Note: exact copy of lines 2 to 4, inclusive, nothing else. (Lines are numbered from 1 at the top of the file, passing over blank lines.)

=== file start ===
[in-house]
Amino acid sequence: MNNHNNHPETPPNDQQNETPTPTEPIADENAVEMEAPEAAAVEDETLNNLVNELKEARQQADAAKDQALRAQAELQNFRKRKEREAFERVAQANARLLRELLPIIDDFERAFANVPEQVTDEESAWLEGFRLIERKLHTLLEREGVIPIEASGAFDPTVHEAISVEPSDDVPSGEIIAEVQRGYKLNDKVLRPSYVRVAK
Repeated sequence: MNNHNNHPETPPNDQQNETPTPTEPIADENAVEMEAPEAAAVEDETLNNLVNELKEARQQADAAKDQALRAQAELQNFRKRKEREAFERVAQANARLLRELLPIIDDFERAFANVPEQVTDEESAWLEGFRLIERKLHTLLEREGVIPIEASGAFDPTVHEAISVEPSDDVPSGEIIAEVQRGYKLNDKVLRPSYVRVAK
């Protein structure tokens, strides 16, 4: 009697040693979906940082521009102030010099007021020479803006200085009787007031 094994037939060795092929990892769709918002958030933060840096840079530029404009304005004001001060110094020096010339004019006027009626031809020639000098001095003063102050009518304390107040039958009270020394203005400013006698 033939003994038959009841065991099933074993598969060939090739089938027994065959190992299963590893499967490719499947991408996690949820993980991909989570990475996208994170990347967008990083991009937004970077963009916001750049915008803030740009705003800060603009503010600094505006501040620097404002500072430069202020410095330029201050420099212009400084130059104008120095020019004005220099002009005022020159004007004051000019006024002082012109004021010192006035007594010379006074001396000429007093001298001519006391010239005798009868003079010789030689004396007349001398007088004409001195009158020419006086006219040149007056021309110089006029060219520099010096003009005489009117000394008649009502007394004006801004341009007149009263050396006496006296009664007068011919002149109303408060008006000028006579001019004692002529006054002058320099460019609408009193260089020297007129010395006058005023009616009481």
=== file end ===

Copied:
Amino acid sequence: MNNHNNHPETPPNDQQNETPTPTEPIADENAVEMEAPEAAAVEDETLNNLVNELKEARQQADAAKDQALRAQAELQNFRKRKEREAFERVAQANARLLRELLPIIDDFERAFANVPEQVTDEESAWLEGFRLIERKLHTLLEREGVIPIEASGAFDPTVHEAISVEPSDDVPSGEIIAEVQRGYKLNDKVLRPSYVRVAK
Repeated sequence: MNNHNNHPETPPNDQQNETPTPTEPIADENAVEMEAPEAAAVEDETLNNLVNELKEARQQADAAKDQALRAQAELQNFRKRKEREAFERVAQANARLLRELLPIIDDFERAFANVPEQVTDEESAWLEGFRLIERKLHTLLEREGVIPIEASGAFDPTVHEAISVEPSDDVPSGEIIAEVQRGYKLNDKVLRPSYVRVAK
């Protein structure tokens, strides 16, 4: 009697040693979906940082521009102030010099007021020479803006200085009787007031 094994037939060795092929990892769709918002958030933060840096840079530029404009304005004001001060110094020096010339004019006027009626031809020639000098001095003063102050009518304390107040039958009270020394203005400013006698 033939003994038959009841065991099933074993598969060939090739089938027994065959190992299963590893499967490719499947991408996690949820993980991909989570990475996208994170990347967008990083991009937004970077963009916001750049915008803030740009705003800060603009503010600094505006501040620097404002500072430069202020410095330029201050420099212009400084130059104008120095020019004005220099002009005022020159004007004051000019006024002082012109004021010192006035007594010379006074001396000429007093001298001519006391010239005798009868003079010789030689004396007349001398007088004409001195009158020419006086006219040149007056021309110089006029060219520099010096003009005489009117000394008649009502007394004006801004341009007149009263050396006496006296009664007068011919002149109303408060008006000028006579001019004692002529006054002058320099460019609408009193260089020297007129010395006058005023009616009481």